PC Mag’s John C. Dvorak contends that people have stopped responding to their email, and that social networking sites like Facebook aren’t the solution. What would be? Dvorak thinks the salvation of email would be making it a pay service, with fees applied in micro-payment tolls.

PC Mag’s John C. Dvorak contends that people have stopped responding to their email, and that social networking sites like Facebook aren’t the solution. What would be? Dvorak thinks the salvation of email would be making it a pay service, with the fees applied in micro-payment tolls.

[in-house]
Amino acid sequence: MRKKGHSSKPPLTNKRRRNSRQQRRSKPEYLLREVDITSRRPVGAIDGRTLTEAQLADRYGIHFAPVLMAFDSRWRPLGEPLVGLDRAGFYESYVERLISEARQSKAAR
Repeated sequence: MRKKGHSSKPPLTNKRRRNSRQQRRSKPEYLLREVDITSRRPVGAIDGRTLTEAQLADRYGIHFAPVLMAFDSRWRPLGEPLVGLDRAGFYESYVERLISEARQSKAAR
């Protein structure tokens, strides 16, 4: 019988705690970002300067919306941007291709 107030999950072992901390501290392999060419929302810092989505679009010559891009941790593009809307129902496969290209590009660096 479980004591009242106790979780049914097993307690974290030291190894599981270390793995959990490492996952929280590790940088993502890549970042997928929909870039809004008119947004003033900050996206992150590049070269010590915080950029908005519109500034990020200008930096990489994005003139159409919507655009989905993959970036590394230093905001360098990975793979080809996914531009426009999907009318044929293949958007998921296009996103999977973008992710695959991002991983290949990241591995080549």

I have to say that from my perspective as a web worker, Dvorak’s take on email seems to be excessively jaundiced. He claims it no longer works even as well as snail mail, and that due to volume, even after spam filtering, he often misses important messages, that numerous people have given up on email, with the worst cases being being various people he tries to get on his show. Few such individuals actually respond to email any more, declares Dvorak, the rest having decamped to Twitter and Facebook. He notes that even among those folks whose Twitter accounts he can access, he often still gets no response, deducing that many people have simply removed themselves from the email grid and retreated to Facebook, with which he refuses to get involved, dismissing it as a hangout for college kids and old ladies. I’m inclined to agree that Facebook is not a place I want to go. Where do people find the time? Presumably in some cases by ignoring their email. However, I consider that to be a cultural Facebook/Twitter problem and a matter of misplaced priorities rather than a structural email problem.